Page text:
God would give a seed to the woman that would crush the enemy’s head and destroy his works (Gen. 3:15; 1 John 3:8). Satan could never know that every shameful crime to which he would drag the human race would draw out sweeter chords of gratitude from our hearts in response to the love that God would show. Because his soul is already too hardened to recall God’s long-suffering toward him, he could not know that wherever he succeeded in making sin abound, God would answer in having grace much more abound (Rom. 5:20). He could not imagine, so blinded has long rebellion made him, that his ultimate crime in murdering the Son of God, the woman’s God-sent Seed, would make of the cross of Calvary the science and song of the redeemed of the ages,7 the focus of greatest intellectual fascination and exercise, and the ultimate thrill of all celestial and new earth literary and poetic creativity. That holy Seed would swallow up the griefs of all the ages into Himself and banish it to hell so that whosoever believes in Him would escape grief’s doom to become a hymn singer, a voice of gratitude that would never be silenced.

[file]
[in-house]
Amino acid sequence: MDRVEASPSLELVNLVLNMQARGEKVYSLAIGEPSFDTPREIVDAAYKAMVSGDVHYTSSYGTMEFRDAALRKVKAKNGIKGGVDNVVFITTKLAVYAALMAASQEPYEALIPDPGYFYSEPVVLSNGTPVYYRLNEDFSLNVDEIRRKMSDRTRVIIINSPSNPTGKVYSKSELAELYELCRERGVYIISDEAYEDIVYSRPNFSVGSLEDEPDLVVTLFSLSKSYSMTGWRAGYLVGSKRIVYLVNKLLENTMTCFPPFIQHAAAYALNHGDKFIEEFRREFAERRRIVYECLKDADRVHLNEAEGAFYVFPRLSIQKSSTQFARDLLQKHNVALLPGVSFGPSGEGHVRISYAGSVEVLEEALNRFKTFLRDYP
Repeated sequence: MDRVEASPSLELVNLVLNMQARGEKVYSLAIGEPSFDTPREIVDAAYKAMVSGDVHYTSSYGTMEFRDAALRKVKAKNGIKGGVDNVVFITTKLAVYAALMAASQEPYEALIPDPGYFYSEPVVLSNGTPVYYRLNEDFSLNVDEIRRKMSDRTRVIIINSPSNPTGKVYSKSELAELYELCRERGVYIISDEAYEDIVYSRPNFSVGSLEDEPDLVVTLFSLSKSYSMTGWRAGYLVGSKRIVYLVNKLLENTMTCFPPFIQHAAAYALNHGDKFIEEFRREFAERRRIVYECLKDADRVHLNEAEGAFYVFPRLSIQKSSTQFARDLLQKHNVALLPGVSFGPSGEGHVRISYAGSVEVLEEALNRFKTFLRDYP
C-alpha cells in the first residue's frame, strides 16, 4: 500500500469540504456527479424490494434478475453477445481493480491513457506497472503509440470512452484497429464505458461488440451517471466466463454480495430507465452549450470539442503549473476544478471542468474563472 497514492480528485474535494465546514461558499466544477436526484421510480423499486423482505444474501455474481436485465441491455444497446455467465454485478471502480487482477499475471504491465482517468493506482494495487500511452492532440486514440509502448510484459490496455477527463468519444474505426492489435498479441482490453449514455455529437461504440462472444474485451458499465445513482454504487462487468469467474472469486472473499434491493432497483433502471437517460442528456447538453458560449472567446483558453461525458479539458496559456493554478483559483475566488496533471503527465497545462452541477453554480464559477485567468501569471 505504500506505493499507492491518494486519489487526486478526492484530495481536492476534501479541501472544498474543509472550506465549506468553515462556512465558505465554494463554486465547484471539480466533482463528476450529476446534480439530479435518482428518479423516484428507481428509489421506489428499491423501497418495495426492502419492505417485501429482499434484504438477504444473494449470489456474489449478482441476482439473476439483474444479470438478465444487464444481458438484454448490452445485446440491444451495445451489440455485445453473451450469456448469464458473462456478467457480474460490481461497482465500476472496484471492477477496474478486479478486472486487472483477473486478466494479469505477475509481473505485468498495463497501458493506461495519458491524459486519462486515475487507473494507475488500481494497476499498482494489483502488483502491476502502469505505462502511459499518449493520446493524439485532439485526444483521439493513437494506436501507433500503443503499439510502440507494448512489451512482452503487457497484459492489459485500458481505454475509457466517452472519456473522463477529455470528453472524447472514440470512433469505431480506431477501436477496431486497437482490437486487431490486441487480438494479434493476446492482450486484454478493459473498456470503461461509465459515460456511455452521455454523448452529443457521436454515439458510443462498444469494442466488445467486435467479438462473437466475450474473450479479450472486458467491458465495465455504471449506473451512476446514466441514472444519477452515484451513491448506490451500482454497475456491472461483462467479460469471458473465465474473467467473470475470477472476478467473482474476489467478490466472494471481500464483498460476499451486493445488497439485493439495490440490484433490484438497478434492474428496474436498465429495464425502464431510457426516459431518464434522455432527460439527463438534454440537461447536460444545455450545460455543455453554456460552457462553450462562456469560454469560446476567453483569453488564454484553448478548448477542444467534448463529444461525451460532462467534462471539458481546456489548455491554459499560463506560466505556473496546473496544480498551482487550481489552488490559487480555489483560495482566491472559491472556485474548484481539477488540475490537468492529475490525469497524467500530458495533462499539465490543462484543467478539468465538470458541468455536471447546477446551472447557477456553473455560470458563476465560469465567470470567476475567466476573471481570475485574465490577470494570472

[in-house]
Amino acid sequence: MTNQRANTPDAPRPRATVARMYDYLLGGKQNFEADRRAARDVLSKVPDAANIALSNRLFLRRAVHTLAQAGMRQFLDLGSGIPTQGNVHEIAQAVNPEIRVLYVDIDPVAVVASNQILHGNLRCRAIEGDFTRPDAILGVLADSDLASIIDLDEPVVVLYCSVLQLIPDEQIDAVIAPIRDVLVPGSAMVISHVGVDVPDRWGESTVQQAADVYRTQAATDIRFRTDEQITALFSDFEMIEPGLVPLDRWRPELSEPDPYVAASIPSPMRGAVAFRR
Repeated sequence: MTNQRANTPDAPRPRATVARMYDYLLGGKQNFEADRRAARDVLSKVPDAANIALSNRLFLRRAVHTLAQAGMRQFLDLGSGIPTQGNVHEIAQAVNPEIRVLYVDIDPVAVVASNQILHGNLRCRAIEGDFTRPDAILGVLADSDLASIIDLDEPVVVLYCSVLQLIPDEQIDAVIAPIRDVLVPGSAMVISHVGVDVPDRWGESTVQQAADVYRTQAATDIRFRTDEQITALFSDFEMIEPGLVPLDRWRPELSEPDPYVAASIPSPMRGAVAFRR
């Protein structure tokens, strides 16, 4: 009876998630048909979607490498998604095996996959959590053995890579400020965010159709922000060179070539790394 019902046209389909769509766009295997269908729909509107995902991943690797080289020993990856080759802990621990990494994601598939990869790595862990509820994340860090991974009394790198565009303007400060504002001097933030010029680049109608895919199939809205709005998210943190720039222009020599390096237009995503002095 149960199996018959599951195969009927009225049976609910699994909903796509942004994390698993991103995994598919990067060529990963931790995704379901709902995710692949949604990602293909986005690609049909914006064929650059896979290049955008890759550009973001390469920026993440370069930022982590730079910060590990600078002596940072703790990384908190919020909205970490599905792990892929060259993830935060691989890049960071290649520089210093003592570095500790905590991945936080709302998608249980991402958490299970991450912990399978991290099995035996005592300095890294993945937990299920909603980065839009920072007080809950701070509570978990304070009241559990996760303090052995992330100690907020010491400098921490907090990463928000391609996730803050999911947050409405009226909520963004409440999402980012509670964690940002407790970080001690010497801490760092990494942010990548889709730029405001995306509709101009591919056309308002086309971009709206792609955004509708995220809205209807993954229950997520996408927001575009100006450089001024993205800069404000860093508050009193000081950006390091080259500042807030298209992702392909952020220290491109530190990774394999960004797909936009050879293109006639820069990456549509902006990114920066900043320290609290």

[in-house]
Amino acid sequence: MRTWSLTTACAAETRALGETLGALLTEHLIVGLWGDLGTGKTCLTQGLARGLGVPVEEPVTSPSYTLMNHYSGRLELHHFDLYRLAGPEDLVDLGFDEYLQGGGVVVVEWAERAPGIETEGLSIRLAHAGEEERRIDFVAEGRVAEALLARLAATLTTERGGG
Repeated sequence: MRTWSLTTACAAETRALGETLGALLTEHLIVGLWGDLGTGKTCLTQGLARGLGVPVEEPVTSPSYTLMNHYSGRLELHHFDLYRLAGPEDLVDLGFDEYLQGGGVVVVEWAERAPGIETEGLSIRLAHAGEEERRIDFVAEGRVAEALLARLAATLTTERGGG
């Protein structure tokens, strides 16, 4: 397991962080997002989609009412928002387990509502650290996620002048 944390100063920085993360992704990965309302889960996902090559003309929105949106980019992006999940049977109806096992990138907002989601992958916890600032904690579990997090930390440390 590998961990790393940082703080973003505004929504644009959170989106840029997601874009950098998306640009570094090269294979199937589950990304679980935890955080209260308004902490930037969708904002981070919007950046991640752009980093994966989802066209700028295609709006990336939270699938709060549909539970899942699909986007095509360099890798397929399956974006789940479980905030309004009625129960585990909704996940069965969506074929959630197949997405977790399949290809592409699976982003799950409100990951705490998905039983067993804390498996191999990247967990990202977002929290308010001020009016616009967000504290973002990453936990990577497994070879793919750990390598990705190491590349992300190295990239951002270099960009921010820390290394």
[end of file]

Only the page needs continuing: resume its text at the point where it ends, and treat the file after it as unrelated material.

Satan could not look down the ages and see how the grief he wrought to the heart of God and the center of the universe would become the key in which sinners, first lost, then found, would sing their mightiest choruses of thanks: for the lower that sinners fall, the further that God reaches down; the greater our shame, the clearer the revelation of the divine character; the deeper He reaches down for us, the higher our praise when He lifts us up! Satan could not see that, in such a sequence, the greater his cruelty, the more telling his grief, the more powerful the lesson of trust for God’s children, until faith would teach them to give thanks “in everything” (see 1 Thess. 5:18, NKJV; see also Eph. 5:20; Phil. 4:6; Heb. 13:15).8